Royal palms are beneficial to the ecosystem. Bats and birds eat their fruits, then spread seeds around the island in their feces. Its flowers are a big draw for pollinators, and at night, the dense crown of leaves serves as a roosting point for birds, bats and all kinds of small amphibians.

6. Weinmannia portlandiana

This incredible tree is native to Jamaica’s wet tropical areas and is considered vulnerable to habitat destruction and logging.

It sits in the family Cunoniaceae alongside roughly 150 other species of Weinmannia, although the species Portlandiana is endemic to Jamaica.

Pinnate glossy green leaves with toothed margins are present all year round, and dangling racemes of white flowers that mature into capsule fruits appear in spring. The flowers and fruits provide food and an important habitat for birds, bats, frogs, and moths during their individual lifecycles.

7. Acaciella villosa

This unusual thorny scrub tree is native to Jamaica, Mexico and Peru. It’s a type of evergreen legume in the Fabaceae family that prefers the grasslands or plains of Jamaica but also grows in tropical wetlands because it’s so versatile.

Many people know it for the puffball white flowers held on short erect stems, but its foliage is fascinating too. It has pinnate leaves with a serrated edge that resembles a comb growing at right angles from its hairy branches.

This tree was used as a medical treatment for coughs and respiratory illnesses.

8. Calyptronoma occidentalis

This Jamaican tree was first described in 1797 by a Swedish botanist Olof Swartz.

It’s a palm with pinnate leaves that can reach 48 feet tall. It prefers to grow near waterlogged areas such as streams and swamps but with some elevation for humidity. Calyptronoma occidentalis has been recorded growing at 800 meters above sea level in its native Jamaica.

This palm has the honor of the longest rachillae in the calyptronoma genus. That means it has the longest flower-bearing spike!

9. Terminalia latofolia

This tree in the Combretaceae family is commonly known as the broadleaf. It’s a tall, straight Jamaican tree that can reach 65 feet in height with attractive brown bark and strong branches that grow horizontally from its main trunk. Its large mid-green leaves are evergreen, and after flowering, the tree produces fruits that resemble figs. Birds and small mammals make good use of this harvest!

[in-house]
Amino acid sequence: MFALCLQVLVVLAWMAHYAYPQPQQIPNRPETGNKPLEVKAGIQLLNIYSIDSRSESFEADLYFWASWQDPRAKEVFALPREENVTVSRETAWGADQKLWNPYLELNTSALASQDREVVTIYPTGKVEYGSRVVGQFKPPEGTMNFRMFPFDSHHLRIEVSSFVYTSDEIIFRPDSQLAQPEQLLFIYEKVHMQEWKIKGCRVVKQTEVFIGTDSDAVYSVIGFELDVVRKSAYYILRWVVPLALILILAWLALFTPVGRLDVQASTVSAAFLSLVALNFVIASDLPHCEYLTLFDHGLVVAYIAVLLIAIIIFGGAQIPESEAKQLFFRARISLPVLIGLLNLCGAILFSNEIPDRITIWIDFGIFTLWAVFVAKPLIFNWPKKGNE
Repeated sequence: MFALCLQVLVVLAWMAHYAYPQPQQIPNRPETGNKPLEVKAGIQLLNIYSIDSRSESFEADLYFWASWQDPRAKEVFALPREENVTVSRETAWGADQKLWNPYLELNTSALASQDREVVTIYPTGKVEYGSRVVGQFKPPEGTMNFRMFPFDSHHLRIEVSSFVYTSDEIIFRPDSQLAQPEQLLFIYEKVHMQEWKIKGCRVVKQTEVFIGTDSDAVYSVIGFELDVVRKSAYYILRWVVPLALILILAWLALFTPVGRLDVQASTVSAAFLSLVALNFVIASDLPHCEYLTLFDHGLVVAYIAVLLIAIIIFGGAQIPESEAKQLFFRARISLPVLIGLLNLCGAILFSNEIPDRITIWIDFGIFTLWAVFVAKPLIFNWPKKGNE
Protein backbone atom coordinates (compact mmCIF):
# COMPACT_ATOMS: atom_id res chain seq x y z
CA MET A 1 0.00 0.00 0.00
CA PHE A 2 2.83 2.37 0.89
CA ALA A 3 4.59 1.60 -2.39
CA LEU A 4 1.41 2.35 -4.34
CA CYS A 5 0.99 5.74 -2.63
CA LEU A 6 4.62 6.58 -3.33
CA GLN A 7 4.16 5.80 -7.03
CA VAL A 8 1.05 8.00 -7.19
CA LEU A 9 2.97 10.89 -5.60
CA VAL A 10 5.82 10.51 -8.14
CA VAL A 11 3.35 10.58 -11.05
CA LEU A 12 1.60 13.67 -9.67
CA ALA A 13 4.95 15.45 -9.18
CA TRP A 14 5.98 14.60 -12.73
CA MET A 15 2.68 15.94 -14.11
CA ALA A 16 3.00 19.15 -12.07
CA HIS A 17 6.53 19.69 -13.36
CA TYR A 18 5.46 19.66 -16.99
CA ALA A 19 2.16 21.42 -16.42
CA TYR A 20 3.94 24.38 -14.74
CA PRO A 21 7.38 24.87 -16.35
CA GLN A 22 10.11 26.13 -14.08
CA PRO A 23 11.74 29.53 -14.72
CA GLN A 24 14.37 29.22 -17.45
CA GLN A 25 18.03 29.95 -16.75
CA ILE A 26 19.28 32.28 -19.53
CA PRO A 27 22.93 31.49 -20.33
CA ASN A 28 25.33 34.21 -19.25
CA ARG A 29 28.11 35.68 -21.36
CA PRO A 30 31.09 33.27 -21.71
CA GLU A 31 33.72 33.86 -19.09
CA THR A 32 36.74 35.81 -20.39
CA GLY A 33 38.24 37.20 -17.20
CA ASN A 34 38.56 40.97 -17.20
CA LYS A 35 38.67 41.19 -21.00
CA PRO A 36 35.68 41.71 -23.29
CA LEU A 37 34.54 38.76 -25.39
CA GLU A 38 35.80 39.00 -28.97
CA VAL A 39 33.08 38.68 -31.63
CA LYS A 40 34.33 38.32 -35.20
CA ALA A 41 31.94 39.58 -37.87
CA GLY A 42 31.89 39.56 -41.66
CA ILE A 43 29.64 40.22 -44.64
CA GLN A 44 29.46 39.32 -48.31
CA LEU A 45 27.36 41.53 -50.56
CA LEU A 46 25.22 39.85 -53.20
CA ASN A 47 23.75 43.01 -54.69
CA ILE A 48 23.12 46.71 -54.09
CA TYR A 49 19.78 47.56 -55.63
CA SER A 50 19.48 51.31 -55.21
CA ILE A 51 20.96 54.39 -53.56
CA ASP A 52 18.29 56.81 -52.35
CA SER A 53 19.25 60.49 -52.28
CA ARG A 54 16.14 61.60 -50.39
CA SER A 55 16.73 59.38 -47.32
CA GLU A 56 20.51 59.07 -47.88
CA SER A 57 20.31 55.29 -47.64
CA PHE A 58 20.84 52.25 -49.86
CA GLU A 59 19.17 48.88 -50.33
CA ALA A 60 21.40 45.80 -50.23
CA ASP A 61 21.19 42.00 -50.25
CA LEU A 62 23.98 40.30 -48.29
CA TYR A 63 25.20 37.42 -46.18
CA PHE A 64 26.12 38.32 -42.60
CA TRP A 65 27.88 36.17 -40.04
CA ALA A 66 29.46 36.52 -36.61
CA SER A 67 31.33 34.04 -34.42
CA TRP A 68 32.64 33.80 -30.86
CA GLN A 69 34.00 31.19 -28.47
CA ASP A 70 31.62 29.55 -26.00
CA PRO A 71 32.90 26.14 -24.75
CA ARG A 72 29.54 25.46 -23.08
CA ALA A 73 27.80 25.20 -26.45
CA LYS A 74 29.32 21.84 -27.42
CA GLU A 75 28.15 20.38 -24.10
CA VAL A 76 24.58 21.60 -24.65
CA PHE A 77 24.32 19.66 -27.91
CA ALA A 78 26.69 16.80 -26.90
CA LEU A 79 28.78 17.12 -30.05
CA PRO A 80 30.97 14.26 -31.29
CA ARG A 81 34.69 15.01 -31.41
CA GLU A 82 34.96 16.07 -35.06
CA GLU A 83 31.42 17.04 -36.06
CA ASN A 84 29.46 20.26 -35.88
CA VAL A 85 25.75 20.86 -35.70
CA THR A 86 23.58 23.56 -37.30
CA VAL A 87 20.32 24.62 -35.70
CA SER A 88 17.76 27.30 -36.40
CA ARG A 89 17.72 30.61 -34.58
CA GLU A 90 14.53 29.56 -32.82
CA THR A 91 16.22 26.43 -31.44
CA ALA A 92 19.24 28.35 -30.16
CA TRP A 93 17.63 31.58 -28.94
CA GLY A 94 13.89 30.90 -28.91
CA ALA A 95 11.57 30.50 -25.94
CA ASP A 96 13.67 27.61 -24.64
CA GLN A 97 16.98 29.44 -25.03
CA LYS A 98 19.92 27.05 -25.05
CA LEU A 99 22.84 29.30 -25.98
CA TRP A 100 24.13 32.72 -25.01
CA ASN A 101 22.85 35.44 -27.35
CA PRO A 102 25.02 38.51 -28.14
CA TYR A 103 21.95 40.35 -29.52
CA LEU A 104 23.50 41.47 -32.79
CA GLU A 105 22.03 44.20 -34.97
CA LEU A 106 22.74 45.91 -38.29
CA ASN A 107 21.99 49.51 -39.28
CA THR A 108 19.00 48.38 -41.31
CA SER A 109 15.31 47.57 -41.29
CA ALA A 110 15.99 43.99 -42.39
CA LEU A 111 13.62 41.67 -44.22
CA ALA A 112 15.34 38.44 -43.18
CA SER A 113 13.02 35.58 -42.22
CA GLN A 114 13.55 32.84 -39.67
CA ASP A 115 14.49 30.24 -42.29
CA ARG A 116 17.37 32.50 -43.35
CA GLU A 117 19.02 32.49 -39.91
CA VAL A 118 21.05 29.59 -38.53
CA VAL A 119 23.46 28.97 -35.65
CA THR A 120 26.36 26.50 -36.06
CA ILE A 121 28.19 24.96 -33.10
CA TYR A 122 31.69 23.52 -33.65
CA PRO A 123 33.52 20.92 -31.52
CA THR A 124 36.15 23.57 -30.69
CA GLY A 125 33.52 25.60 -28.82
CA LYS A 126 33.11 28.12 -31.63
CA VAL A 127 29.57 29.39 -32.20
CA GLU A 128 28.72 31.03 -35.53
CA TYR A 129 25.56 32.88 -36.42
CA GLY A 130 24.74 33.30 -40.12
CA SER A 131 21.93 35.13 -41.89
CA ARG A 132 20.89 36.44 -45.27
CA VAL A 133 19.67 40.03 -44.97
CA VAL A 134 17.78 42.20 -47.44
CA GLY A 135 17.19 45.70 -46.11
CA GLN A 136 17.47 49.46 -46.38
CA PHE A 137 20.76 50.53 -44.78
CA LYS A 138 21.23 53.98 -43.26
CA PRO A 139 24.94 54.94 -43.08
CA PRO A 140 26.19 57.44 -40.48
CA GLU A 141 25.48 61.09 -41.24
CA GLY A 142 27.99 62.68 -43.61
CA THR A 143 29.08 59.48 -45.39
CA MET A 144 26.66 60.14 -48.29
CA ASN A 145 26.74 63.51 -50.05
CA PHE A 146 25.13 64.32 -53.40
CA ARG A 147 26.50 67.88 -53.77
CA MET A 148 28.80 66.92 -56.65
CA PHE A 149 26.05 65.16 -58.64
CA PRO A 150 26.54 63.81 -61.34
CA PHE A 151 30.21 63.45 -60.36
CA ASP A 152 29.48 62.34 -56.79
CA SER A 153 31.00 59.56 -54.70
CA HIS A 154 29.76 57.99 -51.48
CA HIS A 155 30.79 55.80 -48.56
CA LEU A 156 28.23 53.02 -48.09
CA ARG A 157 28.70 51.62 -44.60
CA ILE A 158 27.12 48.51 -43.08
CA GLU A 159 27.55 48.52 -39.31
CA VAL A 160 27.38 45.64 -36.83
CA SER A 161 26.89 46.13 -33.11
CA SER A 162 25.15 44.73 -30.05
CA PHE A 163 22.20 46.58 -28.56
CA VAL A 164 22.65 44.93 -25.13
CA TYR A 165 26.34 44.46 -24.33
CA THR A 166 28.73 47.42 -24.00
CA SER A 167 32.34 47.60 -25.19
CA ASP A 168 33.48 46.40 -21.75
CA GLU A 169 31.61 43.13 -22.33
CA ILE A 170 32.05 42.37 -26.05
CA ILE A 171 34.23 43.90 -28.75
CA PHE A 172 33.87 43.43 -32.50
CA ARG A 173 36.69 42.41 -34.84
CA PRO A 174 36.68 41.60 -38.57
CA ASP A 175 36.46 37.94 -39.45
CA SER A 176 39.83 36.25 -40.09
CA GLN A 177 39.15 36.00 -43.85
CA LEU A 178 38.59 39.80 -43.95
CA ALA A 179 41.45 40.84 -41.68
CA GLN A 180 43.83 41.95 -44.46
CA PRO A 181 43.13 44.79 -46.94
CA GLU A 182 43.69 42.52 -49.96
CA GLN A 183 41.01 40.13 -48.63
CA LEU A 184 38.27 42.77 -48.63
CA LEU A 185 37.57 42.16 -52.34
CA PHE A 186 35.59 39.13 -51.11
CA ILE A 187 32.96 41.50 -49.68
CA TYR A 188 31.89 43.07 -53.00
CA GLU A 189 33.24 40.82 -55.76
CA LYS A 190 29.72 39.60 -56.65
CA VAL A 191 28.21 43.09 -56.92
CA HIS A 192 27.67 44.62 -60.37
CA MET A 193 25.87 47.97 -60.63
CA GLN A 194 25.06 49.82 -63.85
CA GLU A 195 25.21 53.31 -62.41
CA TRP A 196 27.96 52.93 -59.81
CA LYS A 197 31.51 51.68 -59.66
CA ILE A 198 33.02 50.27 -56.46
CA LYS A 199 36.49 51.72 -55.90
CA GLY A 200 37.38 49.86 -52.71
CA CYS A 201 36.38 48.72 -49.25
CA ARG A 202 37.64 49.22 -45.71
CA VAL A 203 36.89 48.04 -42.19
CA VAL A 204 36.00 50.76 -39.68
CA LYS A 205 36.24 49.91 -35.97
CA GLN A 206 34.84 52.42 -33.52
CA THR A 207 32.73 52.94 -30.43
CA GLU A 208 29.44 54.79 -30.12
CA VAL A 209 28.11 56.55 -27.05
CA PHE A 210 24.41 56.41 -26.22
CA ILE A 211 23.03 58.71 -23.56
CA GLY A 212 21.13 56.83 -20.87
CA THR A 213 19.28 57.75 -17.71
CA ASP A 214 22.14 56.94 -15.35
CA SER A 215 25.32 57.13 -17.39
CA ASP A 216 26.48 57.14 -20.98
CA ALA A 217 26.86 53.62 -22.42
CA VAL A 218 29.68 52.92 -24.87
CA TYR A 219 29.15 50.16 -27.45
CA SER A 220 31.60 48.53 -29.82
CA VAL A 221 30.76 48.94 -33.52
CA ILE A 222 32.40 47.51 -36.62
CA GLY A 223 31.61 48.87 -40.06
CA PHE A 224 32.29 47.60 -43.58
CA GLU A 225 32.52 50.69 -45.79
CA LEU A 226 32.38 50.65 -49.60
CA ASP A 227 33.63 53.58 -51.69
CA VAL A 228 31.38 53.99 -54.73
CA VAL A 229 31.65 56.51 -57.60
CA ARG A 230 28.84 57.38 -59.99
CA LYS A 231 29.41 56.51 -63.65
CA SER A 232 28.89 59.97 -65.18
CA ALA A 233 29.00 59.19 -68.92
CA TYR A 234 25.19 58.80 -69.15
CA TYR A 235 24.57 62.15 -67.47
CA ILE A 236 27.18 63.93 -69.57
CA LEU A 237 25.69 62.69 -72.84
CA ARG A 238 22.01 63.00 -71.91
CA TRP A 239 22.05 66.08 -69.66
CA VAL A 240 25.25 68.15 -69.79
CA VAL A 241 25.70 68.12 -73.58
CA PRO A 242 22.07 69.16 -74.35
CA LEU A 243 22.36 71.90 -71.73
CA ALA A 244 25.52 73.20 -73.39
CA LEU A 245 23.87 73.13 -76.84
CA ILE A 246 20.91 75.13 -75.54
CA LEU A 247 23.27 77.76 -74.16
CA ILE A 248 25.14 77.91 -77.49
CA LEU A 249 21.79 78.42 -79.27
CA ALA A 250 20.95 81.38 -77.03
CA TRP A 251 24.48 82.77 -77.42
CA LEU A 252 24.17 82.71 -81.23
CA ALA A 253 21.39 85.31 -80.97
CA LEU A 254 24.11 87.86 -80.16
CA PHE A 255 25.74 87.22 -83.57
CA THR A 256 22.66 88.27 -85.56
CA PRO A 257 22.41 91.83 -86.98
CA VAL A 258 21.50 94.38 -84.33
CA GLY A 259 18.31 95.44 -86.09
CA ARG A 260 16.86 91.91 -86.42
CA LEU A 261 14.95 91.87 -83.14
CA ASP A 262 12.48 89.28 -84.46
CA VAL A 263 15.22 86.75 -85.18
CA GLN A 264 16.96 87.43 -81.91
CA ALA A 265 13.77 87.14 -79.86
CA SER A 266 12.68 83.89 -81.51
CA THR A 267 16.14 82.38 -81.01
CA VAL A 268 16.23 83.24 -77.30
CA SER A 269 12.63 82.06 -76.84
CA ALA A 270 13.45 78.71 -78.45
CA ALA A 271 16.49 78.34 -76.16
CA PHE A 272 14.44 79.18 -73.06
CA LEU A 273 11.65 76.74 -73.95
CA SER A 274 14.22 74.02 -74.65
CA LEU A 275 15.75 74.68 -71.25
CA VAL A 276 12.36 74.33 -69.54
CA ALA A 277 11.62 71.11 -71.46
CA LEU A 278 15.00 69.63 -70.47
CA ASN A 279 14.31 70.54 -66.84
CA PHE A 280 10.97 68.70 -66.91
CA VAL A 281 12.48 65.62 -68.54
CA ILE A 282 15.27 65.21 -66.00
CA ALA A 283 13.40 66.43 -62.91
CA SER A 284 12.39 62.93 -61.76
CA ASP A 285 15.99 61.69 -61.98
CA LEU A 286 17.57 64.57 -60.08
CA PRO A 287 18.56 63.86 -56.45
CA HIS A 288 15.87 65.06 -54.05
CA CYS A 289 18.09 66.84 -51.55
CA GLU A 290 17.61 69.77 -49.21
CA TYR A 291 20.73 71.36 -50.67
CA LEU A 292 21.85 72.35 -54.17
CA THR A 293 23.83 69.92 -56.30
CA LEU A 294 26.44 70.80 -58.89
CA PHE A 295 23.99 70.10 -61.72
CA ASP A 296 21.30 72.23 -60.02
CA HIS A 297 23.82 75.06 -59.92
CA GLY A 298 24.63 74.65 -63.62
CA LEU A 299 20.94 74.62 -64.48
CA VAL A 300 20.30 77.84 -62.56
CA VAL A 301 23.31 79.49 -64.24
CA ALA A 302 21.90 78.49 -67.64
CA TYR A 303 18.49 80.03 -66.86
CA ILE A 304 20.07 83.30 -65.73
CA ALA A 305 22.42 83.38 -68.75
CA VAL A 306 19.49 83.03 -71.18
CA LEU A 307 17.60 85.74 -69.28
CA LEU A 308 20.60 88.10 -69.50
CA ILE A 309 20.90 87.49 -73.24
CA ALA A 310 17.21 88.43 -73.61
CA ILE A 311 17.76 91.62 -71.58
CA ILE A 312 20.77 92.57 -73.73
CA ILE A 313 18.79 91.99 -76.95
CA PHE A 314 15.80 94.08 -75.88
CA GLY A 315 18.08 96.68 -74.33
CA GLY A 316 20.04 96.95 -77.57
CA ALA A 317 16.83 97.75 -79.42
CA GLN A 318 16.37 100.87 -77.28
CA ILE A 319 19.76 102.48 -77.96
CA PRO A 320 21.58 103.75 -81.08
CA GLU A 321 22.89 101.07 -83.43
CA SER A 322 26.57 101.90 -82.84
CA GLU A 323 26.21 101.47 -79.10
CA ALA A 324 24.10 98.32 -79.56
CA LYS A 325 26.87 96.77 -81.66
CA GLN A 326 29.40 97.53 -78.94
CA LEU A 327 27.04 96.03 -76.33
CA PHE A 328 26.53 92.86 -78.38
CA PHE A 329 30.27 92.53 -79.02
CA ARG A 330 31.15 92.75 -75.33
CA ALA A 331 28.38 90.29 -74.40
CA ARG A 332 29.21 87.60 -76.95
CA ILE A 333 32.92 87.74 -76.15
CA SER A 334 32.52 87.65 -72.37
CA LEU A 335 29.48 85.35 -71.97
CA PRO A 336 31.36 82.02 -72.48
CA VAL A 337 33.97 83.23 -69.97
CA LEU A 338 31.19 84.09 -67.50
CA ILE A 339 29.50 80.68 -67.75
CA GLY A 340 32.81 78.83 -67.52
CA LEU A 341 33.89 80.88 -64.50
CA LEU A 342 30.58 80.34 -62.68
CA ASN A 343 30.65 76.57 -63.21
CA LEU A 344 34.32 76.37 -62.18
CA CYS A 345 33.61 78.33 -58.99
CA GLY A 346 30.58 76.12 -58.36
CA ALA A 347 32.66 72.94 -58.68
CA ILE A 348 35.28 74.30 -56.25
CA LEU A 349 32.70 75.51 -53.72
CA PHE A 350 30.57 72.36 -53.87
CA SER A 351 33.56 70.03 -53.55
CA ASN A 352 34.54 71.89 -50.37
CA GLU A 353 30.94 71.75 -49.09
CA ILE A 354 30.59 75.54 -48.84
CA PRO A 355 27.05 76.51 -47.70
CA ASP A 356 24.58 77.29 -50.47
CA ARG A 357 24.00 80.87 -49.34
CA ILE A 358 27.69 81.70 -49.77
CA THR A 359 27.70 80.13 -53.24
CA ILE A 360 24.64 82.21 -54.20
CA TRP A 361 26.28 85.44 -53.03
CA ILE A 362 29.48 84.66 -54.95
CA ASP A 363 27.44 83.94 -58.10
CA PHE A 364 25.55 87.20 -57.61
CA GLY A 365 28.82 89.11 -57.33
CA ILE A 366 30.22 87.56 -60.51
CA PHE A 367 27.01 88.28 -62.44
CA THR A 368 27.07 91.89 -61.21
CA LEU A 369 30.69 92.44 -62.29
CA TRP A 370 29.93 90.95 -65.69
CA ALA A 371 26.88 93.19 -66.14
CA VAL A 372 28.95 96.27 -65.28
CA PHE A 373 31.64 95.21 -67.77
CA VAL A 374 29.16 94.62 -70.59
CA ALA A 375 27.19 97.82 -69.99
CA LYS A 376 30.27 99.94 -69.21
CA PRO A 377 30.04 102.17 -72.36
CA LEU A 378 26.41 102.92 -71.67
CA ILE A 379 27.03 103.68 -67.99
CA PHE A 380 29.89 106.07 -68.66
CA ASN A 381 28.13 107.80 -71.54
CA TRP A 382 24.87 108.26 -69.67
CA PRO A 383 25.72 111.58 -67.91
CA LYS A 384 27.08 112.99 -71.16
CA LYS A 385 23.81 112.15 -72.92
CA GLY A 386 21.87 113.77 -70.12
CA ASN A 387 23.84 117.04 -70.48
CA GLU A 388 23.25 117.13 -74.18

The broadleaf prefers to grow in mountainous woodlands, and it was used to make barrels in the past. It was a large part of commercial Kingston, and although the broadleaf population is fragmented, thankfully, it’s not currently listed as vulnerable.

10. Psidium dumetorum

This Jamaican guava was a tree species in the Myrtaceae family and endemic to Jamaica.

None have been found since 1976, so experts think it’s extinct in the wild. A single final tree was noted growing in a thicket by a stream in Clarendon, Jamaica.

10 Incredible Jamaican Trees

These incredible trees of Jamaica are beautiful, but they also play an important role in the environment.

Jamaican trees reduce air pollution, protect the soil from erosion, and provide food, habitats, and shelter for all kinds of fauna, including birds, amphibians, insects, and mammals.

Some of the 10 incredible trees native to Jamaica are vulnerable, under threat of extinction, or have already disappeared due to human activities such as mining, logging, and ground clearance for crops.

It’s a timely reminder that we need to protect our planet. Trees are not optional – we need them to live.

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The photo featured at the top of this post is © snooooxxx/Shutterstock.com

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About the Author

Rebecca is a writer at A-Z Animals where her primary focus is on plants and geography. Rebecca has been writing and researching the environment for over 10 years and holds a Master’s Degree from Reading University in Archaeology, which she earned in 2005. A resident of England’s south coast, Rebecca enjoys rehabilitating injured wildlife and visiting Greek islands to support the stray cat population.

Thank you for reading! Have some feedback for us? Contact the AZ Animals editorial team.